File picture of Japanese PM Abe leading ministers during a photo session in Tokyo
By Linda Sieg
TOKYO (Reuters) - Japanese Prime Minister Shinzo Abe is likely to boost the number of female ministers when he reshuffles his cabinet next week in a show of commitment to promoting women, but the appointees may struggle to convince skeptics they are more than tokens.
Abe has made a push to get more women into the workforce to fill gaps due to an aging, shrinking population a linchpin of his "Abenomics" growth plan. His growth strategy, unveiled in June, set a target of raising the proportion of women corporate managers to 30 percent by 2020 from 7.5 percent last year.
Now he is under pressure to match words with action on the political front. Wooing women voters could also help Abe's overall ratings.
The prime minister saw his popularity dented more among women than men after easing the limits of Japan's pacifist constitution on the military in July, although his overall support rates have since rebounded to around 50 percent.
Abe needs to appoint women to at least five of 18 ministerial posts to make 30 percent of his cabinet female. That would equal the record for women in maverick Junichiro Koizumi's 2001 cabinet. There are now two women in the cabinet.
But with key portfolios such as chief cabinet secretary, economics and finance unlikely to change hands, women as well as many male appointees may have trouble making a mark on policies.
"Power is concentrated in the prime minister and offices such as the chief cabinet secretary. It will be just token, and men will also be token," said Sophia University political science professor Mari Miura.
Abe has not revamped his cabinet since returning to office in December 2012, a record for a post-World War Two premier. That means dozens of veterans in his male-dominated Liberal Democratic Party (LDP) are hoping to be tapped for a post when the new line-up is unveiled next Wednesday.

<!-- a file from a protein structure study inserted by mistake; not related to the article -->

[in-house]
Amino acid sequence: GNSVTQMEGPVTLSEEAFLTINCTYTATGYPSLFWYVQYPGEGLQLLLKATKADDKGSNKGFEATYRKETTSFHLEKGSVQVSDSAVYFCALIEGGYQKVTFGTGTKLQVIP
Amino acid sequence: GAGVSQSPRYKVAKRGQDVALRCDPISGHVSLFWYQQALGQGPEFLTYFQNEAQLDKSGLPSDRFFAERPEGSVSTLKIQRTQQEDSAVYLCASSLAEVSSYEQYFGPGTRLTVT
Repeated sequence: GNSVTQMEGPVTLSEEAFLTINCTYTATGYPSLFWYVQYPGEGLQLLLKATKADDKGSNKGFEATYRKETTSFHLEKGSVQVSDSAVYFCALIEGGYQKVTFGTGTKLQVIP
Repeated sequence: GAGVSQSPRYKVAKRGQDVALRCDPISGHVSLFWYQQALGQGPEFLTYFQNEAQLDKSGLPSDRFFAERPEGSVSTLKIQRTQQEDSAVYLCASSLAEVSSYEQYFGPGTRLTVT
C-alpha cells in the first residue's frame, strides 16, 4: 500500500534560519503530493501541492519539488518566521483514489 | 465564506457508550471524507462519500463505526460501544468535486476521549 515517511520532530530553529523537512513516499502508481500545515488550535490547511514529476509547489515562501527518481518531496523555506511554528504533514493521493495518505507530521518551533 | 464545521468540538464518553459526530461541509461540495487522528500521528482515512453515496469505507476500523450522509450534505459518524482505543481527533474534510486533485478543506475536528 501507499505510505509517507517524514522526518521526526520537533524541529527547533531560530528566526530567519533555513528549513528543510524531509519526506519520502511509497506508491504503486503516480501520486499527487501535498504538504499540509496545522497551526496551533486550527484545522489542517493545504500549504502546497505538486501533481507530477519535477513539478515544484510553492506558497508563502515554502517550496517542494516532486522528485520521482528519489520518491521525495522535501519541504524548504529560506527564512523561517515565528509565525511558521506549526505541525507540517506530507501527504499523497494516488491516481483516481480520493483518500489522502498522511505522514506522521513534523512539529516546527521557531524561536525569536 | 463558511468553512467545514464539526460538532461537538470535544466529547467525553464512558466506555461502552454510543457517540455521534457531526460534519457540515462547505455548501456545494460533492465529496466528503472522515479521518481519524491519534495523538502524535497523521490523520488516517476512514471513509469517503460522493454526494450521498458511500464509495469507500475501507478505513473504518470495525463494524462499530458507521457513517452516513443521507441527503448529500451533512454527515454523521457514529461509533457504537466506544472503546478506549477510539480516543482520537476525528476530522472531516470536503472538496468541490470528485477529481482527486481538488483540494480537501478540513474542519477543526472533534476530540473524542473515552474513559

SENDING A SIGNAL
Abe will be drawing from a small pool of women in the LDP, where women hold only 40 of its 418 seats in parliament. The number shrinks to 11 if he applies the unwritten rule that candidates should have served at least four lower house terms or three in the upper chamber. Breaking that rule of thumb could leave Abe open to charges he favored gender over experience.
"I am against a quota system. I want (candidates) to be judged fairly. But being female shouldn't be a negative factor," LDP policy chief Sanae Takaichi told Reuters. A former minister for gender equality in Abe's first cabinet in 2006, Takaichi is one of several women whose names have been floated by media for portfolios.
Abe will also have to balance a penchant for picking allies who share his views with a need to look inclusive, experts said.
Many of those seen as possible candidates share Abe's conservative agenda including promoting traditional family values and a less apologetic view of Japan's wartime past.
Others such as Yuko Obuchi, the daughter of a former prime minister and a mother of two who was the first cabinet minister to serve while pregnant, are from a more moderate wing of the LDP.
Women in past Japanese cabinets have tended to be awarded less powerful portfolios and in rare cases where they won key posts, faced problems when they tried to exercise their clout.
Makiko Tanaka, the outspoken daughter of a former premier, became Japan's first female foreign minister in 2001, only to be sacked months later over a feud with a top ministry bureaucrat.
Yuriko Koike, who became Japan's first female defense minister during Abe's 2006-2007 term, was replaced after less than two months after clashing with the ministry's top career bureaucrat - who was later convicted of accepting bribes.
Still, some experts said giving more women posts could send a positive message in Japan, which ranked 127th in terms of the percentage of female lawmakers, according to a U.N. survey.
"While appointing women to the cabinet is no panacea, at the minimum, a positive 'signal effect' can be created," said Kathy Matsui, chief Japan strategist at Goldman Sachs. "However, appointing women is the easy part," she added. "For women to truly be effective, the prime minister and senior LDP leadership will have to take ownership and invest in their success."
(Editing by Robert Birsel)